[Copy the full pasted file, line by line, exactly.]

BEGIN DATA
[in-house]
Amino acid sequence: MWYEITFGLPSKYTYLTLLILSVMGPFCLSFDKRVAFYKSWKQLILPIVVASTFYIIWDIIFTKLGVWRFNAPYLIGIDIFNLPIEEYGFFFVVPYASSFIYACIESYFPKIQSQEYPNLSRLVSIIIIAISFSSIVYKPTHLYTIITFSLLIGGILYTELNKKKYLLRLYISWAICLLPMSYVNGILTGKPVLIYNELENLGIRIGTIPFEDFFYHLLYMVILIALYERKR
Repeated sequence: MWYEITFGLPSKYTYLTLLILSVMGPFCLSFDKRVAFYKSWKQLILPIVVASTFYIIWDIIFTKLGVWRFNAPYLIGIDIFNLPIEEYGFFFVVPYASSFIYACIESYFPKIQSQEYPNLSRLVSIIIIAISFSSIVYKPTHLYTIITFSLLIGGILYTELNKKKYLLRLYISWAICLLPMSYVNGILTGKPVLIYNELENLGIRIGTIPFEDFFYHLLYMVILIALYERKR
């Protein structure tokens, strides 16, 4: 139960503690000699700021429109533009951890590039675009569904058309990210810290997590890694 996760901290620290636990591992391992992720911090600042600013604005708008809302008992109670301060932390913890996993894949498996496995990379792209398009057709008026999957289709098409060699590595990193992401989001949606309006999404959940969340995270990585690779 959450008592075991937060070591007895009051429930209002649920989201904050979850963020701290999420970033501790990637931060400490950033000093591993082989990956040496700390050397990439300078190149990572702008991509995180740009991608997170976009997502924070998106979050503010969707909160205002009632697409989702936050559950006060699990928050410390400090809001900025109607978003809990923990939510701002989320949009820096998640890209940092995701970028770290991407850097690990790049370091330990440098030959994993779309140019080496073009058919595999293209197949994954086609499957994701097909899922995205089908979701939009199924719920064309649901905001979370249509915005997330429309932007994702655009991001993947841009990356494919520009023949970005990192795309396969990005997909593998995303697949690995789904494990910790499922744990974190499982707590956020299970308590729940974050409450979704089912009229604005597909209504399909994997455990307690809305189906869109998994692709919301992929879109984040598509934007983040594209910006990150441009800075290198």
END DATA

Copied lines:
[in-house]
Amino acid sequence: MWYEITFGLPSKYTYLTLLILSVMGPFCLSFDKRVAFYKSWKQLILPIVVASTFYIIWDIIFTKLGVWRFNAPYLIGIDIFNLPIEEYGFFFVVPYASSFIYACIESYFPKIQSQEYPNLSRLVSIIIIAISFSSIVYKPTHLYTIITFSLLIGGILYTELNKKKYLLRLYISWAICLLPMSYVNGILTGKPVLIYNELENLGIRIGTIPFEDFFYHLLYMVILIALYERKR
Repeated sequence: MWYEITFGLPSKYTYLTLLILSVMGPFCLSFDKRVAFYKSWKQLILPIVVASTFYIIWDIIFTKLGVWRFNAPYLIGIDIFNLPIEEYGFFFVVPYASSFIYACIESYFPKIQSQEYPNLSRLVSIIIIAISFSSIVYKPTHLYTIITFSLLIGGILYTELNKKKYLLRLYISWAICLLPMSYVNGILTGKPVLIYNELENLGIRIGTIPFEDFFYHLLYMVILIALYERKR
């Protein structure tokens, strides 16, 4: 139960503690000699700021429109533009951890590039675009569904058309990210810290997590890694 996760901290620290636990591992391992992720911090600042600013604005708008809302008992109670301060932390913890996993894949498996496995990379792209398009057709008026999957289709098409060699590595990193992401989001949606309006999404959940969340995270990585690779 959450008592075991937060070591007895009051429930209002649920989201904050979850963020701290999420970033501790990637931060400490950033000093591993082989990956040496700390050397990439300078190149990572702008991509995180740009991608997170976009997502924070998106979050503010969707909160205002009632697409989702936050559950006060699990928050410390400090809001900025109607978003809990923990939510701002989320949009820096998640890209940092995701970028770290991407850097690990790049370091330990440098030959994993779309140019080496073009058919595999293209197949994954086609499957994701097909899922995205089908979701939009199924719920064309649901905001979370249509915005997330429309932007994702655009991001993947841009990356494919520009023949970005990192795309396969990005997909593998995303697949690995789904494990910790499922744990974190499982707590956020299970308590729940974050409450979704089912009229604005597909209504399909994997455990307690809305189906869109998994692709919301992929879109984040598509934007983040594209910006990150441009800075290198």